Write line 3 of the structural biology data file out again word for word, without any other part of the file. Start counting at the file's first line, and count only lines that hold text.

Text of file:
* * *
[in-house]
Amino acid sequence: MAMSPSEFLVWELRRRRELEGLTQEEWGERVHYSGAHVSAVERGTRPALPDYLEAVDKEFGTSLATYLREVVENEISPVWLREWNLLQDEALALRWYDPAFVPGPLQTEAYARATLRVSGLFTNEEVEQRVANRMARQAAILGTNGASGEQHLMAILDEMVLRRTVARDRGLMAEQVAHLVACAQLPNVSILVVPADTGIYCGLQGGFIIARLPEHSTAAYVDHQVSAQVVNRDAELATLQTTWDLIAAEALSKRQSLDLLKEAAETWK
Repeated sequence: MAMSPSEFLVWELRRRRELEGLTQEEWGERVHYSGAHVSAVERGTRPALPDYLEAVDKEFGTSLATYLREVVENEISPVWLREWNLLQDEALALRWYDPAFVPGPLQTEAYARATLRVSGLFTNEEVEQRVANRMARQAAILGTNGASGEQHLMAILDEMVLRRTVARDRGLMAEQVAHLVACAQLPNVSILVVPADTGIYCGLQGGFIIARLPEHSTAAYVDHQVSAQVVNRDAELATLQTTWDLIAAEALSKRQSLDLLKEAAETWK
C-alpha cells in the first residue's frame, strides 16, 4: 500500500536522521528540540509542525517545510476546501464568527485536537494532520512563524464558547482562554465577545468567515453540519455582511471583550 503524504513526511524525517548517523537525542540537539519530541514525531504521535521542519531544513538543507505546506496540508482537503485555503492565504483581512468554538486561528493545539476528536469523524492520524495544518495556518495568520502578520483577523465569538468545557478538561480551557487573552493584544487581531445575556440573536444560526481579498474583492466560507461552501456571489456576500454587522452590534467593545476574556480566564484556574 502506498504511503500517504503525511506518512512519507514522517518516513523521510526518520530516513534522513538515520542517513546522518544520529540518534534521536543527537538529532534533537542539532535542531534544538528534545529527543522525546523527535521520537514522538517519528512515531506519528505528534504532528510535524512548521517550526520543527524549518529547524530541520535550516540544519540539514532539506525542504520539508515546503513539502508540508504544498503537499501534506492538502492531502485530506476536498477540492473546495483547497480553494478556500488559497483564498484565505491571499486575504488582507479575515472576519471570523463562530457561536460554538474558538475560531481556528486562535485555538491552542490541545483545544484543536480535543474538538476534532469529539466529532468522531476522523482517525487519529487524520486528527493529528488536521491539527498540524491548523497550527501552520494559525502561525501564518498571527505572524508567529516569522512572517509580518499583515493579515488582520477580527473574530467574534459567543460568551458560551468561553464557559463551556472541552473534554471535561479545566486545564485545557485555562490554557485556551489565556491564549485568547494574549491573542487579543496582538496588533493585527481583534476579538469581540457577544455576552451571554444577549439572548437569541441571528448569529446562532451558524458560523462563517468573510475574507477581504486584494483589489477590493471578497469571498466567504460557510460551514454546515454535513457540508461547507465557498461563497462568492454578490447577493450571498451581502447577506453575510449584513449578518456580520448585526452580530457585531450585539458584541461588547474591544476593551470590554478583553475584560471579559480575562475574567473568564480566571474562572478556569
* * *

Repeated sequence: MAMSPSEFLVWELRRRRELEGLTQEEWGERVHYSGAHVSAVERGTRPALPDYLEAVDKEFGTSLATYLREVVENEISPVWLREWNLLQDEALALRWYDPAFVPGPLQTEAYARATLRVSGLFTNEEVEQRVANRMARQAAILGTNGASGEQHLMAILDEMVLRRTVARDRGLMAEQVAHLVACAQLPNVSILVVPADTGIYCGLQGGFIIARLPEHSTAAYVDHQVSAQVVNRDAELATLQTTWDLIAAEALSKRQSLDLLKEAAETWK